Germany boss Loew faces calls to drop Leroy Sane for England clash

Germany boss Loew faces calls to drop Leroy Sane for England clash
Germany’s Leroy Sane reacts during match against Hungary. Germany legends Stefan Effenberg and Lothar Matthaeus urged coach Joachim Loew to reconsider his midfield options and drop the underperforming Sane. (AP)
Short Url
Updated 25 June 2021

Germany boss Loew faces calls to drop Leroy Sane for England clash

Germany boss Loew faces calls to drop Leroy Sane for England clash
  • Sane struggled on his first start of the tournament in the 2-2 draw against Hungary
  • Germany former midfielder Stefan Effenberg said Jamal Musiala, 18, created more danger in 8 minutes than Sane the whole game

BERLIN: Germany’s coach Joachim Loew is under pressure to shake up his starting side for Tuesday’s blockbuster Euro 2020 last 16 clash against England at Wembley and drop underperforming winger Leroy Sane.
As a replacement for Thomas Mueller, who was sidelined by a knee injury, Sane struggled on his first start of the tournament in the 2-2 draw against Hungary, with Germany needing a late equalizer to reach the knockout stages.
Sane made little impact up front, reflecting an inconsistent first season for Bayern Munich where the flashes of brilliance were all too few and far between.
When Sane failed to convert a chance from a corner against Hungary, whistles echoed around Munich’s Allianz Arena on Wednesday.
Former Germany midfielder Stefan Effenberg says Loew must react by dropping the 25-year-old for the England showdown.
“Loew shouldn’t start Sane, he is not doing the team any favors, but neither is Sane himself,” Effenberg told t-online.
“He (Sane) lacks self-confidence — and that means that he can’t use his fantastic abilities.”
Both Effenberg and Germany legend Lothar Matthaeus urge Loew to reconsider his midfield options and turn to players from Bundesliga powerhouse Bayern Munich.
“Jogi (Loew) trusts the wrong players. Above all, it was the Bayern players who pushed us through,” said Matthaeus.
Leon Goretzka, who came off the bench to score the crucial late goal against Hungary, is expected to start at Wembley having shaken off a leg injury.
Effenberg also wants to see more of 18-year-old Bayern midfielder Jamal Musiala, a substitute against Hungary, who “created more danger in the last eight minutes than Sane in the whole game.”
Matthaeus wants the Bayern midfield to start en masse against England with Joshua Kimmich switched from right-back to central midfield.
“I don’t just recommend Loew starts with Jamal Musiala, I recommend the whole Bayern midfield start,” said Matthaeus who captained West Germany to the World Cup title in 1990.
“Joshua Kimmich plays the ball deep, Leon Goretzka makes runs into the penalty area and Thomas Mueller organizes the team — for me, that midfield has the quality to set the tone against any team,” explained Matthaeus.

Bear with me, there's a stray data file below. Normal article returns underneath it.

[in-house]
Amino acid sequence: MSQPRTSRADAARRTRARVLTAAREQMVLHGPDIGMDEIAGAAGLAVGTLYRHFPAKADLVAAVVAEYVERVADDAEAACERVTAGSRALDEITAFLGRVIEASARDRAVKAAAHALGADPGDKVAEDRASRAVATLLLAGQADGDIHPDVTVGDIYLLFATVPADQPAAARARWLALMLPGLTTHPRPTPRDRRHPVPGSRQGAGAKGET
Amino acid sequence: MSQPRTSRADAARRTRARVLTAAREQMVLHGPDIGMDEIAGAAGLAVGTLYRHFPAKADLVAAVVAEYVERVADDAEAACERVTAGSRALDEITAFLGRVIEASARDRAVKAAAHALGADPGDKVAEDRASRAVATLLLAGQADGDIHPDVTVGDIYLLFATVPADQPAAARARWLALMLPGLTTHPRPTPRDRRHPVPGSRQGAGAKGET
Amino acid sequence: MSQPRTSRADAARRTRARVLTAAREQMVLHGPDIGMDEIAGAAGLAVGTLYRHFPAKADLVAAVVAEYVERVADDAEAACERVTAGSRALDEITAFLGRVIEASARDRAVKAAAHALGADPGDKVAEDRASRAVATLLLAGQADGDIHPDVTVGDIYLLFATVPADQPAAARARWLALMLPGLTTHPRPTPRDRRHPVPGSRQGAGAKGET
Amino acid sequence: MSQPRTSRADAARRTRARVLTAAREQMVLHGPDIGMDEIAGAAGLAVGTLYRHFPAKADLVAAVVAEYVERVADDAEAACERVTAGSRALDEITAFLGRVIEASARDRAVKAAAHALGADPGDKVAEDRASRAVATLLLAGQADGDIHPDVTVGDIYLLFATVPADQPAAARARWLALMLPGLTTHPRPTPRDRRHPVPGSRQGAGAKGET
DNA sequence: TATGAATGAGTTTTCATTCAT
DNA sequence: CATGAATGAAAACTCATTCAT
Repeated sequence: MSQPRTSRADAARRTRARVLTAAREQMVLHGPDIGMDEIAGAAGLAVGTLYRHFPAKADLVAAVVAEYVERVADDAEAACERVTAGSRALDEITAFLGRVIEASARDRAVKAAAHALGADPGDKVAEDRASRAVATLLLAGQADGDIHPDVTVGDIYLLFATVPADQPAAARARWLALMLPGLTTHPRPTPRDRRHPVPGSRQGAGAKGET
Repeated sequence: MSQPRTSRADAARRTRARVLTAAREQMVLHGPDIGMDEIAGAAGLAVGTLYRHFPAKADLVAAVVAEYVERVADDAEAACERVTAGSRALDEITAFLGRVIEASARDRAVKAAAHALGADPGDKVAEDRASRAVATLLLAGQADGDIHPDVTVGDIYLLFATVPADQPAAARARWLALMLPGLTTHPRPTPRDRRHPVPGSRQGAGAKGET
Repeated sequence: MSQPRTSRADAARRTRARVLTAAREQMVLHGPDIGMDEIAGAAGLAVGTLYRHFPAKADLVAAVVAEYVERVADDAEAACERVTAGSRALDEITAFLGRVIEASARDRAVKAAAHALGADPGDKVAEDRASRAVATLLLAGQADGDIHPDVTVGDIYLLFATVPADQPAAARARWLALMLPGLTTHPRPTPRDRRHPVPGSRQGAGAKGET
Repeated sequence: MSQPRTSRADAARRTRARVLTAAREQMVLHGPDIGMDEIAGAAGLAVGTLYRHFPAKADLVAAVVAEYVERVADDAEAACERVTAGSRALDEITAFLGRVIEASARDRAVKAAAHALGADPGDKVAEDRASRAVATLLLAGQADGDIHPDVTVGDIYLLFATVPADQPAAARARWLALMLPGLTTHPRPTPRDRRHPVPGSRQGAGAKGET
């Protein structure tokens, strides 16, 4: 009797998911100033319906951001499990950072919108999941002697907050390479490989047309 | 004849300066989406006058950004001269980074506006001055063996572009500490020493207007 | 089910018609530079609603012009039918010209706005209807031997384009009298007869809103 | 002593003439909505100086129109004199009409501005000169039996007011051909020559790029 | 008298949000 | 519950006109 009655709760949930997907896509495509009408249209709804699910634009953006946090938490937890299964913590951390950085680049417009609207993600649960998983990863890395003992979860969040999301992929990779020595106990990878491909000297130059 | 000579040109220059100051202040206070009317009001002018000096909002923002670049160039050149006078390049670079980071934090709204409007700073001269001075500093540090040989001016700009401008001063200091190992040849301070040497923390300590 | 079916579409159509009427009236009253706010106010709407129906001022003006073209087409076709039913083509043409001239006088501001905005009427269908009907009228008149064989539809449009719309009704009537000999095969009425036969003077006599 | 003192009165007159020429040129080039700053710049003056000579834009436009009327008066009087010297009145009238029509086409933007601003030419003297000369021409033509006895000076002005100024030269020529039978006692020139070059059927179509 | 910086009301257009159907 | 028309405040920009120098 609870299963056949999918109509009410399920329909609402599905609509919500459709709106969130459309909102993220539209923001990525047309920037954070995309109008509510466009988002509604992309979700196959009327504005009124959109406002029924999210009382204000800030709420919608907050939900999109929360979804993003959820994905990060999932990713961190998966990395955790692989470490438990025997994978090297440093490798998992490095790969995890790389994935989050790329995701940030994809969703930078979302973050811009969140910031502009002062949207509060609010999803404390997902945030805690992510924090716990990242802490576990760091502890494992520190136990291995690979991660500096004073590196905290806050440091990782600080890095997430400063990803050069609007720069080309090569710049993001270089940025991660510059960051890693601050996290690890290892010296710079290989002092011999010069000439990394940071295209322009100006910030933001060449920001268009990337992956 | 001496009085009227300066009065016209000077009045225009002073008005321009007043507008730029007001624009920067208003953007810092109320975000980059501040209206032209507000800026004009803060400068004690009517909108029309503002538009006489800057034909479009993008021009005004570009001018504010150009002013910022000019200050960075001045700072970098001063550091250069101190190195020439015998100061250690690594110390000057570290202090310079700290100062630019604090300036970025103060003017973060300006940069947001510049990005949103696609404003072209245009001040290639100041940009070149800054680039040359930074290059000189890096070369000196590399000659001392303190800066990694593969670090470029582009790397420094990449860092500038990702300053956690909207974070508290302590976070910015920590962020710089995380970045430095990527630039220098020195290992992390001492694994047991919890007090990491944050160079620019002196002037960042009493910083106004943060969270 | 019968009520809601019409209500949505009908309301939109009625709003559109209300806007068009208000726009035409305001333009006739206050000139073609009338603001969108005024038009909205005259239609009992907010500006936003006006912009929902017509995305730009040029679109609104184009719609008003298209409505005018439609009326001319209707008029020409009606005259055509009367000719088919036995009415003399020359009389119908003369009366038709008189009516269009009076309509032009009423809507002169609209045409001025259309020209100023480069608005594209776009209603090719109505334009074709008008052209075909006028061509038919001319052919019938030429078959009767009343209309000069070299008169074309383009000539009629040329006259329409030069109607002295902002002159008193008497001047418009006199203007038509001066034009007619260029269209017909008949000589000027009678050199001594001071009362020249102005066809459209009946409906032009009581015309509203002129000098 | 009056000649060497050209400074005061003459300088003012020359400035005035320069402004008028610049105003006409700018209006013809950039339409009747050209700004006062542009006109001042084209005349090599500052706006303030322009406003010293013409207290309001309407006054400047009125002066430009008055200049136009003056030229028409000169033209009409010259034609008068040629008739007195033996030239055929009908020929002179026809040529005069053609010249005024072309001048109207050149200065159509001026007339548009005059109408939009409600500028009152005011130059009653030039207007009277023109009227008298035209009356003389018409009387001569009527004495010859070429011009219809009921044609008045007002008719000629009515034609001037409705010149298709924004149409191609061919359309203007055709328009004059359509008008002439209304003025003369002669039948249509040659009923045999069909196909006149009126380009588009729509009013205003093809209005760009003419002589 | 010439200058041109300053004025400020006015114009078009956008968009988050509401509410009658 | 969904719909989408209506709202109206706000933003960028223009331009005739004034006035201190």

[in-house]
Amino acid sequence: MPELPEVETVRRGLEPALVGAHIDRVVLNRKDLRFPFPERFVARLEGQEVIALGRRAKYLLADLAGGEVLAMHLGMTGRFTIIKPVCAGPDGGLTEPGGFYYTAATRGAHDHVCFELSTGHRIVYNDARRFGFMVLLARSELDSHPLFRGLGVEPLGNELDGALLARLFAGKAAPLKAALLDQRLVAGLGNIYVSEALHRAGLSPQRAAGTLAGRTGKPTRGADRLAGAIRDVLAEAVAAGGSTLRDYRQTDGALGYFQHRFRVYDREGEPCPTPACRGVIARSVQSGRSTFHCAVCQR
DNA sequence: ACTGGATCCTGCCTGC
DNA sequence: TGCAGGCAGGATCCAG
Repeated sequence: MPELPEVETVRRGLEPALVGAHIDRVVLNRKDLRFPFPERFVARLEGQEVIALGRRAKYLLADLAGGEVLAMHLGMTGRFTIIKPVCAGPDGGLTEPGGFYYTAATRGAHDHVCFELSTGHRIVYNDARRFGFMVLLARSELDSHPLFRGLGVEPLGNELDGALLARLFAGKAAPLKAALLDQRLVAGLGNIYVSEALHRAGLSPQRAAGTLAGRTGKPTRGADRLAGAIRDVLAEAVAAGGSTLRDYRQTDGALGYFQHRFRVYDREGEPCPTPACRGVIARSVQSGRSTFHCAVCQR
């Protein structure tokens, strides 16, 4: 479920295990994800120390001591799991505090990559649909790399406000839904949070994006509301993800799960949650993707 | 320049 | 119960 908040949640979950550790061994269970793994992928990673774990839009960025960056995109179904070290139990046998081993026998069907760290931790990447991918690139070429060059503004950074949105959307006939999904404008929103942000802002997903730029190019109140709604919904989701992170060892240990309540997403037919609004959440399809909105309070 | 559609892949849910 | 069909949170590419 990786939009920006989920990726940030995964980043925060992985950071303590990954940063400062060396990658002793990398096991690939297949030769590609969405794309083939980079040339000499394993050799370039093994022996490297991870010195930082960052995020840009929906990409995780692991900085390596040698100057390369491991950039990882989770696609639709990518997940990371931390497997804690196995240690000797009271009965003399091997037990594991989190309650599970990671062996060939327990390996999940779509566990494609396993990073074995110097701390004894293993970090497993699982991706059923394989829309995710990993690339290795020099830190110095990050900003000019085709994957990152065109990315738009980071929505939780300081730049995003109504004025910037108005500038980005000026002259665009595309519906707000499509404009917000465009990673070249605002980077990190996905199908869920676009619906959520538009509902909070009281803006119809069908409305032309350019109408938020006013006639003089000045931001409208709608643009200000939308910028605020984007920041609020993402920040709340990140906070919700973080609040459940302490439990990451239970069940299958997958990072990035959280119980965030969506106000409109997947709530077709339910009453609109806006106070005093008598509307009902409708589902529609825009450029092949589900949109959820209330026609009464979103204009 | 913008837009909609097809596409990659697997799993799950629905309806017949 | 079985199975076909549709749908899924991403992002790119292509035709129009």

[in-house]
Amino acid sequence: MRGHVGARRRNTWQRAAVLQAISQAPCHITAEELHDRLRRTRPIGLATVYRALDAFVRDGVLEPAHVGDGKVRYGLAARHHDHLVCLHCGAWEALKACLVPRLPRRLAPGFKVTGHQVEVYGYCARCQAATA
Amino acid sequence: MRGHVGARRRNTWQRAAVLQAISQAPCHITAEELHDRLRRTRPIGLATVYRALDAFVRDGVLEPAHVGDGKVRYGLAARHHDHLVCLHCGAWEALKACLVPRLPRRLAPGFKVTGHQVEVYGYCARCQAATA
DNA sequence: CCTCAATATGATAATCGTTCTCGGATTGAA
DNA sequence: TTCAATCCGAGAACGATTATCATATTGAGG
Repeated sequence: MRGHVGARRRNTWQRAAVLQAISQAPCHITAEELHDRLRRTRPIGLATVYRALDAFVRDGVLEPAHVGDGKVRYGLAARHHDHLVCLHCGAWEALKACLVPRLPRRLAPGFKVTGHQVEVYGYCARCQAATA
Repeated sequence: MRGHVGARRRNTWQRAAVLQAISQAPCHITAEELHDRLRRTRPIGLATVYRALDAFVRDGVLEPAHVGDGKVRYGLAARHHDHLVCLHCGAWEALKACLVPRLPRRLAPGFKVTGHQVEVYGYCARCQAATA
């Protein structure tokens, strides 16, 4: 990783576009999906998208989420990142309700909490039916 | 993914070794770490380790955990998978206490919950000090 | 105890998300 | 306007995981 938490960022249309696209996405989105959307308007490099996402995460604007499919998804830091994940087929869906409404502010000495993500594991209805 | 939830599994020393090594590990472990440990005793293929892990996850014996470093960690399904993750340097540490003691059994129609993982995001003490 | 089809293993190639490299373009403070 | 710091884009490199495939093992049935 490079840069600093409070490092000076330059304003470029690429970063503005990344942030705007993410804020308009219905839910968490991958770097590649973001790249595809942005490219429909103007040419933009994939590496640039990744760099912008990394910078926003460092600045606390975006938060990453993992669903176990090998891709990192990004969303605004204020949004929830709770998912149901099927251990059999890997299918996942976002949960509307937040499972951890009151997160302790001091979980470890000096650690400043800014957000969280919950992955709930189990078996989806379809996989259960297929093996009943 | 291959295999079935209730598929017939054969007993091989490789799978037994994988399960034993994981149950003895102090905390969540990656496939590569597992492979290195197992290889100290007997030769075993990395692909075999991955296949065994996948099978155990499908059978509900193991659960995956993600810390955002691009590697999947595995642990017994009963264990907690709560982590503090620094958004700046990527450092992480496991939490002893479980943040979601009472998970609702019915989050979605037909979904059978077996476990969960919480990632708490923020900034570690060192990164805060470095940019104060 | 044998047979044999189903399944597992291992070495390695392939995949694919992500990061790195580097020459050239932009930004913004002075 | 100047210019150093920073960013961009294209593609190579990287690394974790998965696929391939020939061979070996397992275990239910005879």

To make way for Goretzka and Kimmich, Matthaeus suggested Loew drop two regulars in midfield.
“Nothing against Ilkay Gundogan and Toni Kroos, but with them, some things are missing that are urgently needed,” he added.


Japan expands virus emergency after record spikes amid Games

Japan expands virus emergency after record spikes amid Games
Updated 53 min 5 sec ago

Japan expands virus emergency after record spikes amid Games

Japan expands virus emergency after record spikes amid Games
  • Prime Minister declared an emergency in Saitama, Kanagawa and Chiba and Osaka effective Monday until Aug. 31
  • Upsurge in Tokyo cases despite over 2 weeks of emergency measures is raising doubts that they can effectively slow infections

TOKYO: Japan expanded a coronavirus state of emergency to four more areas in addition to Tokyo on Friday following record spikes in infections as the capital hosts the Olympics.
Prime Minister Yoshihide Suga declared an emergency in Saitama, Kanagawa and Chiba, near Tokyo, as well as in the western city of Osaka, effective Monday until Aug. 31. Emergency measures already in place in Tokyo and the southern island of Okinawa will be extended until the end of August, after the Olympics and well into the Paralympics which start Aug. 24.
The upsurge in cases in Tokyo despite more than two weeks of emergency measures is raising doubts that they can effectively slow infections.
Five other areas, including Hokkaido, Kyoto, Hyogo and Fukuoka, will be placed under less-stringent emergency restrictions.
Tokyo has reported a record increase in cases for three days in a row, including 3,865 on Thursday, before logging another 3,300 on Friday. The cases have doubled since last week, although officials say the surge is unrelated to the Olympics.
“Infections are expanding in the Tokyo and western metropolitan areas at an enormous speed that we have never experienced before,” Suga said as he declared the expansion of the state of emergency. If the spike continues at the current pace with the spread of the more contagious delta variant, Japan’s medical system could collapse, he said.